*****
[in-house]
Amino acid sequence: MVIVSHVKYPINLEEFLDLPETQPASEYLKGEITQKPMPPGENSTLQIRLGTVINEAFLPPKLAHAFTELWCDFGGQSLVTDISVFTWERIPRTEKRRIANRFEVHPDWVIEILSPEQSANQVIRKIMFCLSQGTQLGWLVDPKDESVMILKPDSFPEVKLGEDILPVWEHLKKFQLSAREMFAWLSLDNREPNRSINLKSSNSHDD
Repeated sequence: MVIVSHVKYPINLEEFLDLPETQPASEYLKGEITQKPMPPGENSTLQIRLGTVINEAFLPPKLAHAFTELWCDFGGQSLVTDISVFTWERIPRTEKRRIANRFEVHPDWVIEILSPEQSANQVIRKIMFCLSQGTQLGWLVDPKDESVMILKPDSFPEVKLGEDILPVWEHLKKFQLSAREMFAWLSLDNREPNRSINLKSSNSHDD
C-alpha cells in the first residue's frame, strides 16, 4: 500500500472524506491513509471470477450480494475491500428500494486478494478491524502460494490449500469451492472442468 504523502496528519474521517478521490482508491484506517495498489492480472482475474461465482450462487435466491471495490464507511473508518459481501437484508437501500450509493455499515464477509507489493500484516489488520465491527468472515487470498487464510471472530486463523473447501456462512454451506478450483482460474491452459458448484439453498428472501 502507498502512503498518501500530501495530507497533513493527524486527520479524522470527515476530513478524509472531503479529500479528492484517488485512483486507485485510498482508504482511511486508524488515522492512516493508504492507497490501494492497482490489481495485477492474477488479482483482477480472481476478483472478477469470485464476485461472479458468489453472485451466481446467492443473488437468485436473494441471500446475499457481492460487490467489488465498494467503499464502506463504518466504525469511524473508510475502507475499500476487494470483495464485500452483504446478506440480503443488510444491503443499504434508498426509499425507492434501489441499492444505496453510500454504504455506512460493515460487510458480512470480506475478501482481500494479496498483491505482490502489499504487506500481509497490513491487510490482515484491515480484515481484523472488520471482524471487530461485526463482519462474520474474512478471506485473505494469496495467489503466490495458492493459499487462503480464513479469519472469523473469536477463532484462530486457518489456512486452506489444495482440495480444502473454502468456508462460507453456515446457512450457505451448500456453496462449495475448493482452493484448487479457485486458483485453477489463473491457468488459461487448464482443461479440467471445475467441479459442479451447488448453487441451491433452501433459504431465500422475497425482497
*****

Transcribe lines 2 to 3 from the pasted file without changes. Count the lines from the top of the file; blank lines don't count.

Amino acid sequence: MVIVSHVKYPINLEEFLDLPETQPASEYLKGEITQKPMPPGENSTLQIRLGTVINEAFLPPKLAHAFTELWCDFGGQSLVTDISVFTWERIPRTEKRRIANRFEVHPDWVIEILSPEQSANQVIRKIMFCLSQGTQLGWLVDPKDESVMILKPDSFPEVKLGEDILPVWEHLKKFQLSAREMFAWLSLDNREPNRSINLKSSNSHDD
Repeated sequence: MVIVSHVKYPINLEEFLDLPETQPASEYLKGEITQKPMPPGENSTLQIRLGTVINEAFLPPKLAHAFTELWCDFGGQSLVTDISVFTWERIPRTEKRRIANRFEVHPDWVIEILSPEQSANQVIRKIMFCLSQGTQLGWLVDPKDESVMILKPDSFPEVKLGEDILPVWEHLKKFQLSAREMFAWLSLDNREPNRSINLKSSNSHDD